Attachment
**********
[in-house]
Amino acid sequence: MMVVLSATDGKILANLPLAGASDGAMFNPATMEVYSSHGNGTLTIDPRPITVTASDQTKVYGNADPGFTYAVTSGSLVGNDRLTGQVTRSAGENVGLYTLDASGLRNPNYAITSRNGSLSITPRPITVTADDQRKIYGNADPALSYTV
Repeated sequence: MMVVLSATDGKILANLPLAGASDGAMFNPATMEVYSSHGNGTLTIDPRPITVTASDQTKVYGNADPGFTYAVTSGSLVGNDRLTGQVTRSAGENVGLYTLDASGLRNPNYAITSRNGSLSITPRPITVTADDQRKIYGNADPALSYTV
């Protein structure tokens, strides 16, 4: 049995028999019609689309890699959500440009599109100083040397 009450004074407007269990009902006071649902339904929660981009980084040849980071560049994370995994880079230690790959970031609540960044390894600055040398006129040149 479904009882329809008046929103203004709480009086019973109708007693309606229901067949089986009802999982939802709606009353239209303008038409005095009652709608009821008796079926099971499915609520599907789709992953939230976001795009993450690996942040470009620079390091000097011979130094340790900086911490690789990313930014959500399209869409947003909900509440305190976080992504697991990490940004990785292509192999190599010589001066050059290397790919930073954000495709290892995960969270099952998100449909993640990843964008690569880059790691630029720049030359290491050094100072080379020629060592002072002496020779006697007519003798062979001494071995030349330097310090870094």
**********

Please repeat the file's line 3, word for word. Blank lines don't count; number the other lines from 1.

Repeated sequence: MMVVLSATDGKILANLPLAGASDGAMFNPATMEVYSSHGNGTLTIDPRPITVTASDQTKVYGNADPGFTYAVTSGSLVGNDRLTGQVTRSAGENVGLYTLDASGLRNPNYAITSRNGSLSITPRPITVTADDQRKIYGNADPALSYTV